Tuesday, December 18, 2018
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Did elections legitimize coup?
Gilda Silvestrucci
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Region divided over vote; conservative Porfirio Lobo wins election.

Juana González does not trust candidates´ promises and did not vote in Honduras´ contested Nov. 29 presidential elections, like nearly 40 percent of the electorate, according to the electoral authorities.

Ten people live in González´s house — four adults and six children — and like 200,000 other families in the capital, Tegucigalpa, they lack basic services such as safe drinking water and electricity. She says she opposes the coup that removed President Manuel Zelaya from office June 28, but has little faith that the vote, which took place amid the fifth month of political turmoil, will improve her life. Instead of going to vote, González went to mass.

Zelaya had been physically removed from his bed, still in his pajamas, by soldiers, and deported to Costa Rica.

Then-president of Congress, Roberto Micheletti, took his place, and backers of the act refuse to call it a coup.

Despite strong international pressure to return Zelaya to office to serve out the end of his term, which technically ends Jan. 27, Micheletti refused. For many, the presidential elections, which were scheduled before Zelaya´s ouster, only served to legitimize the coup.

According to the Supreme Electoral Tribunal, 61 percent of the electorate participated in the vote, or 2.8 million voters.

Porfirio Lobo Sosa, candidate of the right-wing National Party, won easily with 854,200 votes with 70 percent of the ballots counted, the electoral board said. His main opposition, Elvin Santos, Zelaya´s former vice president of the Liberal Party, won close to 584,600 votes. Three other candidates won just 2 percent of the valid votes between them.

“Democracy didn´t win here,” said Zelaya, who has been holed up in the Brazilian embassy in Tegucigalpa since he returned to Honduras on Sept. 21.

Country, region divided
But in spite of his electoral victory, Lobo lacks popular support, and Zelaya supporters are eager for those responsible for the coup to be brought to justice.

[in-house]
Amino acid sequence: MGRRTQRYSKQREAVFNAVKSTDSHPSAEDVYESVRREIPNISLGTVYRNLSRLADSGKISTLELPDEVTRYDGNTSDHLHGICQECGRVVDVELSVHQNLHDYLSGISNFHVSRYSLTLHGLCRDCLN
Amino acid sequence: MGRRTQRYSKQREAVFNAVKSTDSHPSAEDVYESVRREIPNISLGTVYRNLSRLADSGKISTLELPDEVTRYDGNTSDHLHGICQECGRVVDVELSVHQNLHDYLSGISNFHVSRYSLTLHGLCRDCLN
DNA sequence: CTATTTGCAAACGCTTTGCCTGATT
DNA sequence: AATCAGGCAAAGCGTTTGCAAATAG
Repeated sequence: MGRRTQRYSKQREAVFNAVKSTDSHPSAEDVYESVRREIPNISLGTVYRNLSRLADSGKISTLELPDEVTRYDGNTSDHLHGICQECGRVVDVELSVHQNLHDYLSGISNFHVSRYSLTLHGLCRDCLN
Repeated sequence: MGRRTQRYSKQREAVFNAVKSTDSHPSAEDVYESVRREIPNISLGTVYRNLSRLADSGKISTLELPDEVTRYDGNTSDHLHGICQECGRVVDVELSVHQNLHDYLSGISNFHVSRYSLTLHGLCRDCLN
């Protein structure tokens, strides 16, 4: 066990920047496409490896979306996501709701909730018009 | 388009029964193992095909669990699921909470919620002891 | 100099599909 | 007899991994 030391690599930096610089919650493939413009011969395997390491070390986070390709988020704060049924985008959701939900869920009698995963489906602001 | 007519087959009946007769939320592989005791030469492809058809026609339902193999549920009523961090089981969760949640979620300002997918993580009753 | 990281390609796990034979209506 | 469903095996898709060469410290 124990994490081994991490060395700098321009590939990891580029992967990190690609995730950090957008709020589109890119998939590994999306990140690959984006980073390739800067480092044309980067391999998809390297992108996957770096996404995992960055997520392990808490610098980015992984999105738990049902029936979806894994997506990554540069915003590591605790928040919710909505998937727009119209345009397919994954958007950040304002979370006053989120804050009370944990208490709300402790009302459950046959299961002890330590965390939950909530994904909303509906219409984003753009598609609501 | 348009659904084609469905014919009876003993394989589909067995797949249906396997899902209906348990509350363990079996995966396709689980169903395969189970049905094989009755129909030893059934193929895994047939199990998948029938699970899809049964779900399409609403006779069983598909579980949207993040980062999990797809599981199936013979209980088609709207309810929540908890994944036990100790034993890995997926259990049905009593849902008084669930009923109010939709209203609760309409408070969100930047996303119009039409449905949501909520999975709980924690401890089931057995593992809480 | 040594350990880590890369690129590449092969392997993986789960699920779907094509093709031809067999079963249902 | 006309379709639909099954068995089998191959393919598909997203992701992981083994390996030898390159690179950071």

“I am unveiling a government of national unity, of reconciliation,” said Lobo after the results were announced. Lobo, like Micheletti, never said a coup had been committed. “There´s no time for divisions. Let´s move forward, everyone together for Honduras”

For political analysts such as Efraín Díaz Arrivillaga, one of Lobo´s first challenges will be to defuse the current political crisis.

This looked more difficult on Dec. 2, when Honduran lawmakers voted down a measure to reinstate Zelaya to serve out the rest of his term.

Nations that had previously refused to recognize the caretaker government after the coup, such as the United States and Costa Rica, which lead the first negotiations following Zelaya´s ouster, said the elections were valid, along with Colombia, Mexico, Panama and Peru.

But Argentina, Bolivia, Brazil, Chile, Ecuador, Guatemala, Nicaragua, Uruguay and Venezuela said they will not recognize the vote because they were held by an illegitimate government.

Varying figures
While the Supreme Electoral Tribunal said there was 61 percent participation, the National Front against the Coup said 63 percent abstained from the vote.

The group accused the electoral board of doctoring the figures since the first results were supposed to be released at 7 p.m., but were released, instead, at 11 p.m., which the board blamed on technical problems.

“It´s evident that the technical problem reported by the Tribunal was caused intentionally to increase the voter turnout numbers,” said lawmaker and member of the resistance group Tomás Andino.

“We don´t believe that with such few people who went to the polling centers that there were close to 3 million votes, as the Tribunal is trying to tell us,” he said. “What they´re doing is try not to declare the process a failure.”

He estimated that voter turnout was, at most, 35 percent.

Andino said that the election is an opportunity for citizens who oppose the coup to forge a political movement over the next four years, to break the Honduras´ historical bipartisan political landscape.
—Latinamerica Press.

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